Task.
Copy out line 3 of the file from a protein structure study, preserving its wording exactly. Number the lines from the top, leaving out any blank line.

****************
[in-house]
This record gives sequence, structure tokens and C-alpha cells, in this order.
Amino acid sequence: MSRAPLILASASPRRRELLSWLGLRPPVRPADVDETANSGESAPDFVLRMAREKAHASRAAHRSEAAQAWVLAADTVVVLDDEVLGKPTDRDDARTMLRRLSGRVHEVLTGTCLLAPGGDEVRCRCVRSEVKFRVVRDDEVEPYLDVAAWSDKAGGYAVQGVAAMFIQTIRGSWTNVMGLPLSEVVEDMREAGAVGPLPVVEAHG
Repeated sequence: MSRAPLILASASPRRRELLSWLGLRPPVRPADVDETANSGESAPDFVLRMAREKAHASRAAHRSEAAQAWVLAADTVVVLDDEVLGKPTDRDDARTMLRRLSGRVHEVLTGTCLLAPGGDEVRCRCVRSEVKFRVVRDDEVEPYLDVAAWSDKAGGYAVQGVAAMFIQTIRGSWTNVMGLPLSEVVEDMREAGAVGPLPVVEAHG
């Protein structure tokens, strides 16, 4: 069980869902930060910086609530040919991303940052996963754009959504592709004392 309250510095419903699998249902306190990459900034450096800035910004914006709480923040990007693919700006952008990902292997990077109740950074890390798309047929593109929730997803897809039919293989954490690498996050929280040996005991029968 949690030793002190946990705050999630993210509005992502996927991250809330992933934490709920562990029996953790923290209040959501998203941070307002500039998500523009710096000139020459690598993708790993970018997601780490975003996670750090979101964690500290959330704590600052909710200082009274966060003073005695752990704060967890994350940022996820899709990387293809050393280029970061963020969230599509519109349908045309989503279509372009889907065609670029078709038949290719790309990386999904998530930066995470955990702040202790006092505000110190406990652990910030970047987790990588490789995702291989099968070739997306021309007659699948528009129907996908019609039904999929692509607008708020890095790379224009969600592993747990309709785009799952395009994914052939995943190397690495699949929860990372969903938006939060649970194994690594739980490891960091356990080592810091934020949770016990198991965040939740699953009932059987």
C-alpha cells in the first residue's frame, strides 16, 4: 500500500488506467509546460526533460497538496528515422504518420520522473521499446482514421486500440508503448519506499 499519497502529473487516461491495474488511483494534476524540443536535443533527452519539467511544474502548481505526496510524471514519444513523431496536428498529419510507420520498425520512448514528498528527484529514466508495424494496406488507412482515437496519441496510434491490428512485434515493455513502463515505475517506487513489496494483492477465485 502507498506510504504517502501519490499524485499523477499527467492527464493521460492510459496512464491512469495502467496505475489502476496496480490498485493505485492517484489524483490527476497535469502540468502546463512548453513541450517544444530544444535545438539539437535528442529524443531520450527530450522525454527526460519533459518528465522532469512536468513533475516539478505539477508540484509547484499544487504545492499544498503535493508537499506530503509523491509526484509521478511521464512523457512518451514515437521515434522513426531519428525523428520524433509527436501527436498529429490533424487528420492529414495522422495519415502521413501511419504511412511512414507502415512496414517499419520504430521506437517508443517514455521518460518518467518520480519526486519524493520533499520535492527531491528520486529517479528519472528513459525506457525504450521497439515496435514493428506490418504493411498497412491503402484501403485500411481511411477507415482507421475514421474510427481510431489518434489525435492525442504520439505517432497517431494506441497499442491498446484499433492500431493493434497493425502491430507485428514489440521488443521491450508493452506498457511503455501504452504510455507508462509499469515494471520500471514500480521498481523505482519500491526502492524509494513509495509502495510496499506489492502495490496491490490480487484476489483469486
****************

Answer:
Amino acid sequence: MSRAPLILASASPRRRELLSWLGLRPPVRPADVDETANSGESAPDFVLRMAREKAHASRAAHRSEAAQAWVLAADTVVVLDDEVLGKPTDRDDARTMLRRLSGRVHEVLTGTCLLAPGGDEVRCRCVRSEVKFRVVRDDEVEPYLDVAAWSDKAGGYAVQGVAAMFIQTIRGSWTNVMGLPLSEVVEDMREAGAVGPLPVVEAHG